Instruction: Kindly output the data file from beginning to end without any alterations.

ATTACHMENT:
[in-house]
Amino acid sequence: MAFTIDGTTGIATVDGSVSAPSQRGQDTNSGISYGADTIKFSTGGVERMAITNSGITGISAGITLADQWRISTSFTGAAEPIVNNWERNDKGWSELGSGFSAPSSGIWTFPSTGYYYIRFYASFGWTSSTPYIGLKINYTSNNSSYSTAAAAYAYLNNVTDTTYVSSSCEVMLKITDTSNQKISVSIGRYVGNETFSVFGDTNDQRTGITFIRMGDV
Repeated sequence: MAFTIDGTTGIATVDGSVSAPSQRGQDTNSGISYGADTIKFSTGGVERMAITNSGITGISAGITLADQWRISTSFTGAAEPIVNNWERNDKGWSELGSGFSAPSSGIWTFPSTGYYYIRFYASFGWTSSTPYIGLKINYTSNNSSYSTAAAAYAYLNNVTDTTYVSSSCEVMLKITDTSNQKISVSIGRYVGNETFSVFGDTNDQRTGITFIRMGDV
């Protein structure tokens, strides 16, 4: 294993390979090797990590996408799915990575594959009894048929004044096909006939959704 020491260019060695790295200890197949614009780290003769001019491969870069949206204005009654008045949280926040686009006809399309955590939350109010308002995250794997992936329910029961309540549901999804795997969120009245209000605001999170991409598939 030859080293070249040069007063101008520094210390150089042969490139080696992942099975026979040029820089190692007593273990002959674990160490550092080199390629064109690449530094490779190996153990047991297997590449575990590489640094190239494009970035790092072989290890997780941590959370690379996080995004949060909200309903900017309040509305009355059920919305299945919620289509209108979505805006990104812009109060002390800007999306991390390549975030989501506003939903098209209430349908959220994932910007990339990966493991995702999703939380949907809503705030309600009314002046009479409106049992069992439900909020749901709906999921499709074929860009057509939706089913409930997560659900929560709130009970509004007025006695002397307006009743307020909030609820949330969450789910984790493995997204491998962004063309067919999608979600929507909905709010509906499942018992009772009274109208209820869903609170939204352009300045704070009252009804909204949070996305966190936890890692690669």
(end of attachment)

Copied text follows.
[in-house]
Amino acid sequence: MAFTIDGTTGIATVDGSVSAPSQRGQDTNSGISYGADTIKFSTGGVERMAITNSGITGISAGITLADQWRISTSFTGAAEPIVNNWERNDKGWSELGSGFSAPSSGIWTFPSTGYYYIRFYASFGWTSSTPYIGLKINYTSNNSSYSTAAAAYAYLNNVTDTTYVSSSCEVMLKITDTSNQKISVSIGRYVGNETFSVFGDTNDQRTGITFIRMGDV
Repeated sequence: MAFTIDGTTGIATVDGSVSAPSQRGQDTNSGISYGADTIKFSTGGVERMAITNSGITGISAGITLADQWRISTSFTGAAEPIVNNWERNDKGWSELGSGFSAPSSGIWTFPSTGYYYIRFYASFGWTSSTPYIGLKINYTSNNSSYSTAAAAYAYLNNVTDTTYVSSSCEVMLKITDTSNQKISVSIGRYVGNETFSVFGDTNDQRTGITFIRMGDV
């Protein structure tokens, strides 16, 4: 294993390979090797990590996408799915990575594959009894048929004044096909006939959704 020491260019060695790295200890197949614009780290003769001019491969870069949206204005009654008045949280926040686009006809399309955590939350109010308002995250794997992936329910029961309540549901999804795997969120009245209000605001999170991409598939 030859080293070249040069007063101008520094210390150089042969490139080696992942099975026979040029820089190692007593273990002959674990160490550092080199390629064109690449530094490779190996153990047991297997590449575990590489640094190239494009970035790092072989290890997780941590959370690379996080995004949060909200309903900017309040509305009355059920919305299945919620289509209108979505805006990104812009109060002390800007999306991390390549975030989501506003939903098209209430349908959220994932910007990339990966493991995702999703939380949907809503705030309600009314002046009479409106049992069992439900909020749901709906999921499709074929860009057509939706089913409930997560659900929560709130009970509004007025006695002397307006009743307020909030609820949330969450789910984790493995997204491998962004063309067919999608979600929507909905709010509906499942018992009772009274109208209820869903609170939204352009300045704070009252009804909204949070996305966190936890890692690669």